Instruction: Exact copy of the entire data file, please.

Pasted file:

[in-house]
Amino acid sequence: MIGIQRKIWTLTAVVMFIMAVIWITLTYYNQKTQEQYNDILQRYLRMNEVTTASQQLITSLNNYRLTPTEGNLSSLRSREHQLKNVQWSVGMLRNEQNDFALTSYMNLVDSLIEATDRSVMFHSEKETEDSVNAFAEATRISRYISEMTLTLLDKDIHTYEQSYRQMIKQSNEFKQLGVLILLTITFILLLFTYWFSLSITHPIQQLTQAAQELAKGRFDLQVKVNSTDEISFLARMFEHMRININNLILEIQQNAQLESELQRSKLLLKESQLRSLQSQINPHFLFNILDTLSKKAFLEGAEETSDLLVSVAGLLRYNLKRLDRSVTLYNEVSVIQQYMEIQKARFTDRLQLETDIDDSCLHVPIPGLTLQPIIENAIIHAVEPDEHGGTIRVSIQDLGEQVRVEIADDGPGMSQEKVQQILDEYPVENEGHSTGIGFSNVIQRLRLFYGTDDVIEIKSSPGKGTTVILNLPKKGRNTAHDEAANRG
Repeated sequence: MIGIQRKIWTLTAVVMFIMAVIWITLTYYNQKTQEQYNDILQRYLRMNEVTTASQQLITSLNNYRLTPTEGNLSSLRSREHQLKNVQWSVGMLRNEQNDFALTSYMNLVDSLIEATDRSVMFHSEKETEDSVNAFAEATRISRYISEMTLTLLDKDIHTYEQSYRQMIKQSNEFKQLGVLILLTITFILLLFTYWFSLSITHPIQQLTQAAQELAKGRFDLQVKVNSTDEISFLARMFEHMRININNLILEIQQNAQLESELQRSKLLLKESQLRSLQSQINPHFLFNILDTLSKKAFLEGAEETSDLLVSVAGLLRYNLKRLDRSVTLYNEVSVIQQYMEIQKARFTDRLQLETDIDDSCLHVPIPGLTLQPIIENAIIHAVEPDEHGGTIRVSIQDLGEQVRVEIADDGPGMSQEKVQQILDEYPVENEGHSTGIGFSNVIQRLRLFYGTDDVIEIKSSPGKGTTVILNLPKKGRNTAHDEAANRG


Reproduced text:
[in-house]
Amino acid sequence: MIGIQRKIWTLTAVVMFIMAVIWITLTYYNQKTQEQYNDILQRYLRMNEVTTASQQLITSLNNYRLTPTEGNLSSLRSREHQLKNVQWSVGMLRNEQNDFALTSYMNLVDSLIEATDRSVMFHSEKETEDSVNAFAEATRISRYISEMTLTLLDKDIHTYEQSYRQMIKQSNEFKQLGVLILLTITFILLLFTYWFSLSITHPIQQLTQAAQELAKGRFDLQVKVNSTDEISFLARMFEHMRININNLILEIQQNAQLESELQRSKLLLKESQLRSLQSQINPHFLFNILDTLSKKAFLEGAEETSDLLVSVAGLLRYNLKRLDRSVTLYNEVSVIQQYMEIQKARFTDRLQLETDIDDSCLHVPIPGLTLQPIIENAIIHAVEPDEHGGTIRVSIQDLGEQVRVEIADDGPGMSQEKVQQILDEYPVENEGHSTGIGFSNVIQRLRLFYGTDDVIEIKSSPGKGTTVILNLPKKGRNTAHDEAANRG
Repeated sequence: MIGIQRKIWTLTAVVMFIMAVIWITLTYYNQKTQEQYNDILQRYLRMNEVTTASQQLITSLNNYRLTPTEGNLSSLRSREHQLKNVQWSVGMLRNEQNDFALTSYMNLVDSLIEATDRSVMFHSEKETEDSVNAFAEATRISRYISEMTLTLLDKDIHTYEQSYRQMIKQSNEFKQLGVLILLTITFILLLFTYWFSLSITHPIQQLTQAAQELAKGRFDLQVKVNSTDEISFLARMFEHMRININNLILEIQQNAQLESELQRSKLLLKESQLRSLQSQINPHFLFNILDTLSKKAFLEGAEETSDLLVSVAGLLRYNLKRLDRSVTLYNEVSVIQQYMEIQKARFTDRLQLETDIDDSCLHVPIPGLTLQPIIENAIIHAVEPDEHGGTIRVSIQDLGEQVRVEIADDGPGMSQEKVQQILDEYPVENEGHSTGIGFSNVIQRLRLFYGTDDVIEIKSSPGKGTTVILNLPKKGRNTAHDEAANRG